Ben Stock is a postdoctoral researcher at the Center for IT-Security, Privacy and Accountability (CISPA) in Saarbruecken. Apart from having a background in malware analysis, Ben focussed on Web security for his PhD thesis, covering different client-side security challenges. His research nowadays not only focusses on the detection and mitigation of Web vulnerabilities as well as the general area of network security, but more broadly also on how large-scale detection of vulnerabiltiies can be transformed into large-scale fixing of the discovered vulnerabilities. In his spare time, he also enjoys the challenges brought up in Capture the Flag competitions.

Activity: Talk
Time: Monday March 13, 15:00
Location: EDIT-Room, 3364
Speaker: Daniel Huang, Harvard University PhD student
Title: Compiling Probabilistic Programs
In this talk, we will present some of our recent work on probabilistic programming languages. In the first half of the talk, we will describe a semantics for these languages based on Type-2 computable distributions. Such an approach enables us to reason denotationally about probabilistic programs as well as in terms of sampling. In the second half, we will describe a compiler for a simple probabilistic programming language. The compiler uses a sequence of intermediate languages to gradually and successively transform a specification of a probabilistic model into a Markov Chain Monte Carlo inference algorithm for execution on the CPU or GPU.

Activity: Talk
Time: Thursday August 25, 14:00
Location: Room 8103
Speaker: Associate Professor Claudio Orlandi (Aarhus University)
Title: ZKBoo: Faster Zero-Knowledge for Boolean Circuits
In this talk we describe ZKBoo, a proposal for practically efficient zero-knowledge arguments especially tailored for Boolean circuits and report on a proof-of-concept implementation. As an highlight, we can generate (resp. verify) a non-interactive proof for the SHA-1 circuit in approximately 13ms (resp. 5ms), with a proof size of 444KB. Our techniques are based on the “MPC-in-the-head” approach to zero-knowledge of Ishai et al. (IKOS), which has been successfully used to achieve significant asymptotic improvements. Our contributions include: 1) A thorough analysis of the different variants of IKOS, which highlights their pro and cons for practically relevant soundness parameters; 2) A generalization and simplification of their approach, which leads to faster Sigma-protocols (that can be made non-interactive using the Fiat-Shamir heuristic) for statements of the form “I know x such that y = f(x)” (where f is a circuit and y a public value); 3) A case study, where we provide explicit protocols, implementations and benchmarking of zero-knowledge protocols for the SHA-1 and SHA-256 circuits;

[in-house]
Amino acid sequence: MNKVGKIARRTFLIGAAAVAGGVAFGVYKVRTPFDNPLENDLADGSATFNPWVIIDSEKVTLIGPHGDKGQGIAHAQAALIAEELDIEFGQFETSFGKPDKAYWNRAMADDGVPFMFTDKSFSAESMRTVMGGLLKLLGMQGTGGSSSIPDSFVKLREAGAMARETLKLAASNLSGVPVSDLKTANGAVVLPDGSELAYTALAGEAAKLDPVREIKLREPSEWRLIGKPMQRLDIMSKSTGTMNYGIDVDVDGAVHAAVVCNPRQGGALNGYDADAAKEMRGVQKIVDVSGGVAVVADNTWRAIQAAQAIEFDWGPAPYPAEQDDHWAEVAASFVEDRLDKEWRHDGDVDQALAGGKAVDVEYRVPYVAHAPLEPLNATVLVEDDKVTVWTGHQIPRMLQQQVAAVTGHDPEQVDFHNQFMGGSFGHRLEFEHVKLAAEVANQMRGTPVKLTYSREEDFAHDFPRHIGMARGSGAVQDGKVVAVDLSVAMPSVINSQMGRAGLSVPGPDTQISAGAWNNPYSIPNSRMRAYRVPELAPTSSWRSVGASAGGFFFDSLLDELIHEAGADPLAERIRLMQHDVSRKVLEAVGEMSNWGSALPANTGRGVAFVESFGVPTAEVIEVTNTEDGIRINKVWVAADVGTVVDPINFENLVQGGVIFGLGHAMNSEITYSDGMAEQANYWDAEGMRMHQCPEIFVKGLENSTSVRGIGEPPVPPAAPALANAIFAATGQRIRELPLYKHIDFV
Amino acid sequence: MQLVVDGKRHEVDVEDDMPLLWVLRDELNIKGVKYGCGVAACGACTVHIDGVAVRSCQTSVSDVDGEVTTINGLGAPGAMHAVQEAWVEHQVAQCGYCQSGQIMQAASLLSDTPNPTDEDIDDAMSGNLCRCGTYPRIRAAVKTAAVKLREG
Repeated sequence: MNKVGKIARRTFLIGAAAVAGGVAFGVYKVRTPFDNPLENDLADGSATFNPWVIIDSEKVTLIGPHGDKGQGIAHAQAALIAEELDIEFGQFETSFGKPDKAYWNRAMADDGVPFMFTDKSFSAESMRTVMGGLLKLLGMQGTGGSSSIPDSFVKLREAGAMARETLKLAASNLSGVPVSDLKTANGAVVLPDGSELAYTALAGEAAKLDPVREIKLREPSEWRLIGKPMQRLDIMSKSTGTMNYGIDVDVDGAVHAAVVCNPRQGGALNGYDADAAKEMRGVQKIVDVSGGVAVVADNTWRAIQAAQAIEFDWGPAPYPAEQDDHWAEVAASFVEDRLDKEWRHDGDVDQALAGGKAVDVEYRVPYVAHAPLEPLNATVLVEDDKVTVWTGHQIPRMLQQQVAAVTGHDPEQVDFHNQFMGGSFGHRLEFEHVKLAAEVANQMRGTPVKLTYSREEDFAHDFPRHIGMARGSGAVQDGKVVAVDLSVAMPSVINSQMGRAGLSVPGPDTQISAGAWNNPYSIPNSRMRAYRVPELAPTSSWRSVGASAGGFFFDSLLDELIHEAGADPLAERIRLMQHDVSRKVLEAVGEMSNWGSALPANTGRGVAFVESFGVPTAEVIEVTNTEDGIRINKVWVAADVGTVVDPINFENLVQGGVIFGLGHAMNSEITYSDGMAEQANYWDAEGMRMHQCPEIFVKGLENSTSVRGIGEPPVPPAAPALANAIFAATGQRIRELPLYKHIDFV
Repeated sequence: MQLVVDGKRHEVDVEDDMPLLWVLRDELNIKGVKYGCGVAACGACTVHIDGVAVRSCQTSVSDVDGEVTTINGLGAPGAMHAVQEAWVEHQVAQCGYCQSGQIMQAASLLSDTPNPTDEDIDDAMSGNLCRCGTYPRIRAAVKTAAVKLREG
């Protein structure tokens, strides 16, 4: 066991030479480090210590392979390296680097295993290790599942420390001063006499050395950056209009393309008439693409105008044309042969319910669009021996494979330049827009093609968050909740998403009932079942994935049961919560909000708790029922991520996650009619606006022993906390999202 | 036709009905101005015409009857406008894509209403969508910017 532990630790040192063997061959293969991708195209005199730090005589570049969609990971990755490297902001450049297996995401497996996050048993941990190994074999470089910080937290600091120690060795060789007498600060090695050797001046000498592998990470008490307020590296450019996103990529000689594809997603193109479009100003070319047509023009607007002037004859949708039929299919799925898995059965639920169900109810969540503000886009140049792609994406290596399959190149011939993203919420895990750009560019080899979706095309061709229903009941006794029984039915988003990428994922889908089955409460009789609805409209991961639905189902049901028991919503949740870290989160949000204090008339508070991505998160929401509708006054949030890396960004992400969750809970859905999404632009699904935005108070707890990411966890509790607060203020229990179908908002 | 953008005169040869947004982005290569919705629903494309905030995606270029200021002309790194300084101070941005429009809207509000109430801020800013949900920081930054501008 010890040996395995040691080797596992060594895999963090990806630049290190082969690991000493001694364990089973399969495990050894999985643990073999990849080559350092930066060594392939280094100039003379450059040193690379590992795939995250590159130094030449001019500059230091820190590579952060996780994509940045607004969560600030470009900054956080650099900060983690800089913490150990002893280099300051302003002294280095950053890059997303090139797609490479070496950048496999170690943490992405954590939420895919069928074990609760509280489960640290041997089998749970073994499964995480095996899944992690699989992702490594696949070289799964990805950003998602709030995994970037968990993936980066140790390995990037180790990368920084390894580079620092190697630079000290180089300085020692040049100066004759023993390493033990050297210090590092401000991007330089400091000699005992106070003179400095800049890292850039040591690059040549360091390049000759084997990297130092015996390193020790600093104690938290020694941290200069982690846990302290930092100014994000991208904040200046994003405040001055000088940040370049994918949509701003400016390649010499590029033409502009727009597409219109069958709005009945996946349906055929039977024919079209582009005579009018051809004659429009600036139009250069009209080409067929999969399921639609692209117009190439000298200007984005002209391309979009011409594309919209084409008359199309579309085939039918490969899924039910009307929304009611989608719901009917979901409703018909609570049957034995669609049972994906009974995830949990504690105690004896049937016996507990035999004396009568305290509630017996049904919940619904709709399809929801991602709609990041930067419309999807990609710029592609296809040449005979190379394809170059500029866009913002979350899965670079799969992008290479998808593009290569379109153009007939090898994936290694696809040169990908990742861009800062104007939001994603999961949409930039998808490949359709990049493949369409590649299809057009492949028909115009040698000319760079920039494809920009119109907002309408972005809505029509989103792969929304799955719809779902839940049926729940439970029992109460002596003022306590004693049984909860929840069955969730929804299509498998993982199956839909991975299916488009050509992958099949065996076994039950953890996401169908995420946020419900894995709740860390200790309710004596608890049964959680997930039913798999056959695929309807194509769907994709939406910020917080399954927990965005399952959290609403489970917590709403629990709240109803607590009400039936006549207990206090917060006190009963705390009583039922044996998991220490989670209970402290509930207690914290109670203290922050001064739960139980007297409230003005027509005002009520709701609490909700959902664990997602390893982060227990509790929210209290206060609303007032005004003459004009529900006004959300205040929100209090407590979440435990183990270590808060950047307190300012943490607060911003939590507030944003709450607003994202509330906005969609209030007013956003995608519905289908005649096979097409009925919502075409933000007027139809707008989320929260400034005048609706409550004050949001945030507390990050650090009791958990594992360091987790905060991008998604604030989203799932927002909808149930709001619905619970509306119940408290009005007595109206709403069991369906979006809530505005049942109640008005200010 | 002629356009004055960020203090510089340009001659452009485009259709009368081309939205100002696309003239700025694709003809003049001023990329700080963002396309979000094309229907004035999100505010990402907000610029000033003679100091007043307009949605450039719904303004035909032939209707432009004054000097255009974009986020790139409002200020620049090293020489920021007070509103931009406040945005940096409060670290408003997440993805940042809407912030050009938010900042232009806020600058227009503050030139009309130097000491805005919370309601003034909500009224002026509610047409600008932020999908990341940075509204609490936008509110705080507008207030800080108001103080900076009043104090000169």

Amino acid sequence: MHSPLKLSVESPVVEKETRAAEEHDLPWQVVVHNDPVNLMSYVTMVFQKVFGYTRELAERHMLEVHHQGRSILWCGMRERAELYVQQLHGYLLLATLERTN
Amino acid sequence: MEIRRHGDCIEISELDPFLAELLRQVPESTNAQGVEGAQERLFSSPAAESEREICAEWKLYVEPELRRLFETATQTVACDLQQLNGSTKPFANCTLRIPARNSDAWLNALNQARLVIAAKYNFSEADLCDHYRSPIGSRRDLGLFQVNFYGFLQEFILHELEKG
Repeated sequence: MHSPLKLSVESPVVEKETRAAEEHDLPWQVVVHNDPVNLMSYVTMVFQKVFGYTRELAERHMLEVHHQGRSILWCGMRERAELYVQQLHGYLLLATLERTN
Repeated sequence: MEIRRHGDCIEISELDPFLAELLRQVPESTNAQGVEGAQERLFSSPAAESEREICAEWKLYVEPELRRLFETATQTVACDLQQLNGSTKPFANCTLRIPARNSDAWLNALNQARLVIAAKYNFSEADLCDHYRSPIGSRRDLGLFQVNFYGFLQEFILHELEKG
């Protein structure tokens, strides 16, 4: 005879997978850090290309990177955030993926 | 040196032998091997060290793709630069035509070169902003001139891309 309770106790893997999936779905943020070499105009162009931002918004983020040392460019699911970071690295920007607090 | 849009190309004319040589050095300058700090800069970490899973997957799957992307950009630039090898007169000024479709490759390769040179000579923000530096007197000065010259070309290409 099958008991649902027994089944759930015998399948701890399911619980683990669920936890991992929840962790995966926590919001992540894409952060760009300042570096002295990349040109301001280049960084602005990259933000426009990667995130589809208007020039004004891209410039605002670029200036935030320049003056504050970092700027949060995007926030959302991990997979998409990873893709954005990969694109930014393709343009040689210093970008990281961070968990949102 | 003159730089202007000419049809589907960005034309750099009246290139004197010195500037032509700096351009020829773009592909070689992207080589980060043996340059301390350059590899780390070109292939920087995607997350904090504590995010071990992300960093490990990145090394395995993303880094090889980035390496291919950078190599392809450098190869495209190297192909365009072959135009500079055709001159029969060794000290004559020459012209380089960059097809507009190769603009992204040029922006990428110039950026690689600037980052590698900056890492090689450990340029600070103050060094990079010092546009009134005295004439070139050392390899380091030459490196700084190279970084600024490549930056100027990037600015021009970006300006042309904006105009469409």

The paper was published at USENIX Security Symposium 2016 and received best paper award.

Activity: Master's thesis defense
Time: Wednesday June 8, 10:00
Location: Room 8103
Speaker: Niklas Andreasson
Title: Enhancing the COWL W3C Standard
Web applications are often composed by resources such as JavaScript written, and provided, by different parties. This reuse leads to questions concerning security, and whether one can trust that third-party code will not leak users’ sensitive information. As it stands today, these concerns are well-founded.

With the web’s current security primitives there is a trade-off between developer flexibility and user privacy. If developers choose to include untrusted code then users’ privacy suffers. On the other hand, if developers abstain from reusing third-party code, user privacy is favoured, on the cost of developer flexibility. This trade-off can partly be attributed to the fact that the security primitives are discretionary, where untrusted code either is granted or denied access to data. After code has been granted access to data there is no further attempt to verify that the data is used properly.

In 2014, Stefan et al. proposed a security mechanism which called COWL (Confinement of Origin Web Labels). COWL is a mandatory access control which is able to let untrusted code compute on sensitive information, while confining it. Through this, COWL is able to address some of the shortcomings of the web’s current security mechanisms, and in the end effectively eliminate the trade-off that exists. Since the introduction of COWL, it has gone on to become a W3C standard.

This thesis evaluates the COWL W3C specification by deploying it in Mozilla Firefox. While COWL aims to mainly address information leaks caused by bugs, we bring the specification towards addressing malicious code by highlighting two covert channels: one due to the browser layout engine, and another due to browser optimizations. Furthermore, we implement two case studies which shows how COWL can be used, and as part of this, note some practical problems.Through the thesis we managed to make contributions to the COWL W3C specification.

Activity: Talk